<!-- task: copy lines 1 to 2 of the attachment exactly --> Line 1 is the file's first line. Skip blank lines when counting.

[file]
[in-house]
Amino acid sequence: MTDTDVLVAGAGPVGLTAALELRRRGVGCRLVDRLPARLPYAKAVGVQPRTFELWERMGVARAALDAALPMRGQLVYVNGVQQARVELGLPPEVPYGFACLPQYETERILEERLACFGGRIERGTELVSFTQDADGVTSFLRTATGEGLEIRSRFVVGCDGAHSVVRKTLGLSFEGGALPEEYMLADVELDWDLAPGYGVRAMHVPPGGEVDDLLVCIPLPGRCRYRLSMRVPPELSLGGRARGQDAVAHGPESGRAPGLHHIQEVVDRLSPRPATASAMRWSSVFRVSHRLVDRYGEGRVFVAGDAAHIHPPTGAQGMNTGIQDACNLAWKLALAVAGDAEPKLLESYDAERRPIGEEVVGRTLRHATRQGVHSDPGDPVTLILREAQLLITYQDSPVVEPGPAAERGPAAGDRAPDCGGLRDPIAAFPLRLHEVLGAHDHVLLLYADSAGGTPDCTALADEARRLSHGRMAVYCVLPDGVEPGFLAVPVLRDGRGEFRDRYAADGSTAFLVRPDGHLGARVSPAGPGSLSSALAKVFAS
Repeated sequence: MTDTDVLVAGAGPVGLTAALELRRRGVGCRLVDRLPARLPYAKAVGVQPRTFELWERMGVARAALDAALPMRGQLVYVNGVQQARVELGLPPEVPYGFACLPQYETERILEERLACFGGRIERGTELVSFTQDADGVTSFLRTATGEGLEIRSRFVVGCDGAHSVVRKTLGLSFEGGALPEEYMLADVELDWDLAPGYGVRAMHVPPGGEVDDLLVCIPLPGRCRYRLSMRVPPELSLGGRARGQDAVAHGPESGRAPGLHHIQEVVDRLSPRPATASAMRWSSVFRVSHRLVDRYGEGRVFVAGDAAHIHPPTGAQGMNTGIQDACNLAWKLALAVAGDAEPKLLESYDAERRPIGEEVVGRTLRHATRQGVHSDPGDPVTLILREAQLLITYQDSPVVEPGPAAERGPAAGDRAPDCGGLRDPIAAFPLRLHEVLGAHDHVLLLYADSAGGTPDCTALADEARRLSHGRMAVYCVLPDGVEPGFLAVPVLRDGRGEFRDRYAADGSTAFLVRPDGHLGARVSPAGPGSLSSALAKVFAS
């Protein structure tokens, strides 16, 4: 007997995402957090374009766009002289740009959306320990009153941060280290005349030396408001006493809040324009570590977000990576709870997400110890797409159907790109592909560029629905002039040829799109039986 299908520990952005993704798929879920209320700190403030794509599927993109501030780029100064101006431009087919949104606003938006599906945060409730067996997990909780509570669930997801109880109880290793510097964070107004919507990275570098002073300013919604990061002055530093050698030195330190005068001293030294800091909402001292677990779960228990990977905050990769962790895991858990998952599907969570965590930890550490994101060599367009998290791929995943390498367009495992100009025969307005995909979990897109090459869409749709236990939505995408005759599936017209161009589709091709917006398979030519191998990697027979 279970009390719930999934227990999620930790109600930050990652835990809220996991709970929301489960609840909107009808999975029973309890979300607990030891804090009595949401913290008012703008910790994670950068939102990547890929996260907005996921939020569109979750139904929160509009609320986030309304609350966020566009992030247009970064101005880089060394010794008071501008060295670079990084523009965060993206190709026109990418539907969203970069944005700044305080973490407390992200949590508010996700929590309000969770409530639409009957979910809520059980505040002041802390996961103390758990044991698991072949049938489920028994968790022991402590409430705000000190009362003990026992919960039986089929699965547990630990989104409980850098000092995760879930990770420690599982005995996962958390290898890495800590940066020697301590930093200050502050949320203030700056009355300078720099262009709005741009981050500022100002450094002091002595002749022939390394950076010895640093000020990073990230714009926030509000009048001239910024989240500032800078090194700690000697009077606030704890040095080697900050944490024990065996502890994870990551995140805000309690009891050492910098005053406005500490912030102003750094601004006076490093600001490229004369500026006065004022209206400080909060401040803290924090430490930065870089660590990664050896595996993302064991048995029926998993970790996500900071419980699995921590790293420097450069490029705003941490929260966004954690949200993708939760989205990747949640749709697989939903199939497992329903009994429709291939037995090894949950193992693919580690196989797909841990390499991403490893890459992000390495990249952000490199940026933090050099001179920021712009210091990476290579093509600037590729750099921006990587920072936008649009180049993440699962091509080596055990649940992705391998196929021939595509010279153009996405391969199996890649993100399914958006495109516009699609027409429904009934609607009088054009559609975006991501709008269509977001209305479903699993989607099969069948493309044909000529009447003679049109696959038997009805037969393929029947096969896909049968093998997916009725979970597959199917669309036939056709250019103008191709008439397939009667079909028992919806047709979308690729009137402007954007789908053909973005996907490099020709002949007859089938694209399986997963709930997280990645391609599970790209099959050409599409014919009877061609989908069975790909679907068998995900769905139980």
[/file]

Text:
[in-house]
Amino acid sequence: MTDTDVLVAGAGPVGLTAALELRRRGVGCRLVDRLPARLPYAKAVGVQPRTFELWERMGVARAALDAALPMRGQLVYVNGVQQARVELGLPPEVPYGFACLPQYETERILEERLACFGGRIERGTELVSFTQDADGVTSFLRTATGEGLEIRSRFVVGCDGAHSVVRKTLGLSFEGGALPEEYMLADVELDWDLAPGYGVRAMHVPPGGEVDDLLVCIPLPGRCRYRLSMRVPPELSLGGRARGQDAVAHGPESGRAPGLHHIQEVVDRLSPRPATASAMRWSSVFRVSHRLVDRYGEGRVFVAGDAAHIHPPTGAQGMNTGIQDACNLAWKLALAVAGDAEPKLLESYDAERRPIGEEVVGRTLRHATRQGVHSDPGDPVTLILREAQLLITYQDSPVVEPGPAAERGPAAGDRAPDCGGLRDPIAAFPLRLHEVLGAHDHVLLLYADSAGGTPDCTALADEARRLSHGRMAVYCVLPDGVEPGFLAVPVLRDGRGEFRDRYAADGSTAFLVRPDGHLGARVSPAGPGSLSSALAKVFAS